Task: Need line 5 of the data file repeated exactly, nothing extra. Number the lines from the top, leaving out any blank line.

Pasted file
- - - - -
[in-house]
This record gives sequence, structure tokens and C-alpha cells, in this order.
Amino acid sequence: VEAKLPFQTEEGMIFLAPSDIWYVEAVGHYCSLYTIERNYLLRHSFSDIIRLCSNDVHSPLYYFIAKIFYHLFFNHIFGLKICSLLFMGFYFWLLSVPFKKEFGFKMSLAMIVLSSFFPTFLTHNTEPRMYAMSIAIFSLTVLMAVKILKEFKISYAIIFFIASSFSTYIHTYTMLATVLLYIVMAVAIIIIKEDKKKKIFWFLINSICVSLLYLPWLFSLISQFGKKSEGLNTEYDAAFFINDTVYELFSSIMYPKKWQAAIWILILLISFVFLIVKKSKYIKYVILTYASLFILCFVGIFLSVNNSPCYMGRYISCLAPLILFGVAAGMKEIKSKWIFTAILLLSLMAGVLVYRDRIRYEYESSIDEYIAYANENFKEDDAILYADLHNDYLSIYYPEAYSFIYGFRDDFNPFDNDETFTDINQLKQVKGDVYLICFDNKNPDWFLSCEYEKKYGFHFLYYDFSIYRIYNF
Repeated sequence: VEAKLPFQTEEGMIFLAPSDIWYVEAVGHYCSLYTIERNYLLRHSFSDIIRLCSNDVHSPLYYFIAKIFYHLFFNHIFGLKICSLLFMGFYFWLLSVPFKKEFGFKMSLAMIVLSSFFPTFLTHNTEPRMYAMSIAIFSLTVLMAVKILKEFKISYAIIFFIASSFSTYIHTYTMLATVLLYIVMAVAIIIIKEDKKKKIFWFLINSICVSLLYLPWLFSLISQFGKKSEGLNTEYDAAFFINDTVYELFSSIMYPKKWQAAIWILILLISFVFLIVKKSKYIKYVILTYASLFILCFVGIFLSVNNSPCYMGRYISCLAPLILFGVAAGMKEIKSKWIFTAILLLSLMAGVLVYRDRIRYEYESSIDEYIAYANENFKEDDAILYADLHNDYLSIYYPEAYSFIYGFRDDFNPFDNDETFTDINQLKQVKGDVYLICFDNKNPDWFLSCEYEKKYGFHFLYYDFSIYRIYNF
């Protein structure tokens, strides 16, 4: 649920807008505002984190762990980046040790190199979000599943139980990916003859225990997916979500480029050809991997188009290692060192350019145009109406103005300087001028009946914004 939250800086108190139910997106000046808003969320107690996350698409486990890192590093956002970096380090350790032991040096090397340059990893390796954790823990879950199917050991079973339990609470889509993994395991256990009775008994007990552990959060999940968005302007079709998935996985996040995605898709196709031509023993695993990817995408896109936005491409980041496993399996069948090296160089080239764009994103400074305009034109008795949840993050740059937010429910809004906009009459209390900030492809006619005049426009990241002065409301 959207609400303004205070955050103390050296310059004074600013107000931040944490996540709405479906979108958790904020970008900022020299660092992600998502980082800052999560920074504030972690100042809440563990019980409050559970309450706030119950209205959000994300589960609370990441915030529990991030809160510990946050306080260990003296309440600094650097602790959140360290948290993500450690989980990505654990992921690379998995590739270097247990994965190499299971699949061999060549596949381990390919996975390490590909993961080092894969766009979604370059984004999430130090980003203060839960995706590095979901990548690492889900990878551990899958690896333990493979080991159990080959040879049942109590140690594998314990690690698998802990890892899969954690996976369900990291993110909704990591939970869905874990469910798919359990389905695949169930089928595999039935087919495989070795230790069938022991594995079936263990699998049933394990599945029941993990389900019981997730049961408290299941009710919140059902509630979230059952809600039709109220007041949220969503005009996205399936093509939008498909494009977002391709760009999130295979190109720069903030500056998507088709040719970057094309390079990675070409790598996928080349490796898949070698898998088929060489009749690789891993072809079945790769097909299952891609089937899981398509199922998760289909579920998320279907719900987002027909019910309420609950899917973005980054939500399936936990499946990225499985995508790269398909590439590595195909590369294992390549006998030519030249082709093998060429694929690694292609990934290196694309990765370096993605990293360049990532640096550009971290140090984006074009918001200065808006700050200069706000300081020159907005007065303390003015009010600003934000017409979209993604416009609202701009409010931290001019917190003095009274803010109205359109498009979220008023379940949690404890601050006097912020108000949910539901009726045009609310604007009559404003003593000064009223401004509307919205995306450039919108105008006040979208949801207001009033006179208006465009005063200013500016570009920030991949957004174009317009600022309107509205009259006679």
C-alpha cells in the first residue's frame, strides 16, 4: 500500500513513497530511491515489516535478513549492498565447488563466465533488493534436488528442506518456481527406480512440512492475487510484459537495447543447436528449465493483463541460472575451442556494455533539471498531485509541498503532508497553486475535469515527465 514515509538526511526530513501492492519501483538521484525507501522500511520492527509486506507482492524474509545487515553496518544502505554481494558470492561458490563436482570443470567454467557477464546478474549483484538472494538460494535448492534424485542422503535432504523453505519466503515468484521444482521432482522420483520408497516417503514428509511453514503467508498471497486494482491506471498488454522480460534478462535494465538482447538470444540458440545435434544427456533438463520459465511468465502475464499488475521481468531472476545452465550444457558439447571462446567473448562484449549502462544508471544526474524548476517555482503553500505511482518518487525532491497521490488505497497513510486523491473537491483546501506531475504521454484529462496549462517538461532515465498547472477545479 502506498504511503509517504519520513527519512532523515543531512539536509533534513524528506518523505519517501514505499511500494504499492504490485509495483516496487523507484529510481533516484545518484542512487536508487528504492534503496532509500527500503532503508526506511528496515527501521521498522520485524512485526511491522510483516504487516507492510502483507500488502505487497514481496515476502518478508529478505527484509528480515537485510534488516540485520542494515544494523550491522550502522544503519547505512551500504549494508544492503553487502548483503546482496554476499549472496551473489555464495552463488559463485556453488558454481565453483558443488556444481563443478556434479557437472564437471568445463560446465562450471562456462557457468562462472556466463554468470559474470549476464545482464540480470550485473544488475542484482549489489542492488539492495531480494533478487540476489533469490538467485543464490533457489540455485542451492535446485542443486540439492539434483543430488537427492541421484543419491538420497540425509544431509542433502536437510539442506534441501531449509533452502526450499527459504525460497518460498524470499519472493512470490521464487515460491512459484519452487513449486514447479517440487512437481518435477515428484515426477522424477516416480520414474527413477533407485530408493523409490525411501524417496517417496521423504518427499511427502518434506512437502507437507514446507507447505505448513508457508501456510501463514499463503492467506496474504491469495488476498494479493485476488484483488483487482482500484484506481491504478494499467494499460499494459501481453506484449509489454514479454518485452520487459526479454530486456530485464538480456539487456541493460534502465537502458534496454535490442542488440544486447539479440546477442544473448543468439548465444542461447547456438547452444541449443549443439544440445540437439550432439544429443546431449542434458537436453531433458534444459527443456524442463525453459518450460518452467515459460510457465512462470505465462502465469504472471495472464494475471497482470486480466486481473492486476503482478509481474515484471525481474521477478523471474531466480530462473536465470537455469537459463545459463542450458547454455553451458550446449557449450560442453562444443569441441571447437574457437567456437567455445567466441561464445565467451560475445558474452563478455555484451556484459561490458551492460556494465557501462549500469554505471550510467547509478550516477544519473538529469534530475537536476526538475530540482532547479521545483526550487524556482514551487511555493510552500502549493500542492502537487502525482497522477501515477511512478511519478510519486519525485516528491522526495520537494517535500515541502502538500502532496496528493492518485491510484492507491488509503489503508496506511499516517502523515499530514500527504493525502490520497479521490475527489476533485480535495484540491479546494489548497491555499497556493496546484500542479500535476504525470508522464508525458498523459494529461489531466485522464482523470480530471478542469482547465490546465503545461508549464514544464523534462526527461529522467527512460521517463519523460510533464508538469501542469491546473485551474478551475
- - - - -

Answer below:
């Protein structure tokens, strides 16, 4: 649920807008505002984190762990980046040790190199979000599943139980990916003859225990997916979500480029050809991997188009290692060192350019145009109406103005300087001028009946914004 939250800086108190139910997106000046808003969320107690996350698409486990890192590093956002970096380090350790032991040096090397340059990893390796954790823990879950199917050991079973339990609470889509993994395991256990009775008994007990552990959060999940968005302007079709998935996985996040995605898709196709031509023993695993990817995408896109936005491409980041496993399996069948090296160089080239764009994103400074305009034109008795949840993050740059937010429910809004906009009459209390900030492809006619005049426009990241002065409301 959207609400303004205070955050103390050296310059004074600013107000931040944490996540709405479906979108958790904020970008900022020299660092992600998502980082800052999560920074504030972690100042809440563990019980409050559970309450706030119950209205959000994300589960609370990441915030529990991030809160510990946050306080260990003296309440600094650097602790959140360290948290993500450690989980990505654990992921690379998995590739270097247990994965190499299971699949061999060549596949381990390919996975390490590909993961080092894969766009979604370059984004999430130090980003203060839960995706590095979901990548690492889900990878551990899958690896333990493979080991159990080959040879049942109590140690594998314990690690698998802990890892899969954690996976369900990291993110909704990591939970869905874990469910798919359990389905695949169930089928595999039935087919495989070795230790069938022991594995079936263990699998049933394990599945029941993990389900019981997730049961408290299941009710919140059902509630979230059952809600039709109220007041949220969503005009996205399936093509939008498909494009977002391709760009999130295979190109720069903030500056998507088709040719970057094309390079990675070409790598996928080349490796898949070698898998088929060489009749690789891993072809079945790769097909299952891609089937899981398509199922998760289909579920998320279907719900987002027909019910309420609950899917973005980054939500399936936990499946990225499985995508790269398909590439590595195909590369294992390549006998030519030249082709093998060429694929690694292609990934290196694309990765370096993605990293360049990532640096550009971290140090984006074009918001200065808006700050200069706000300081020159907005007065303390003015009010600003934000017409979209993604416009609202701009409010931290001019917190003095009274803010109205359109498009979220008023379940949690404890601050006097912020108000949910539901009726045009609310604007009559404003003593000064009223401004509307919205995306450039919108105008006040979208949801207001009033006179208006465009005063200013500016570009920030991949957004174009317009600022309107509205009259006679």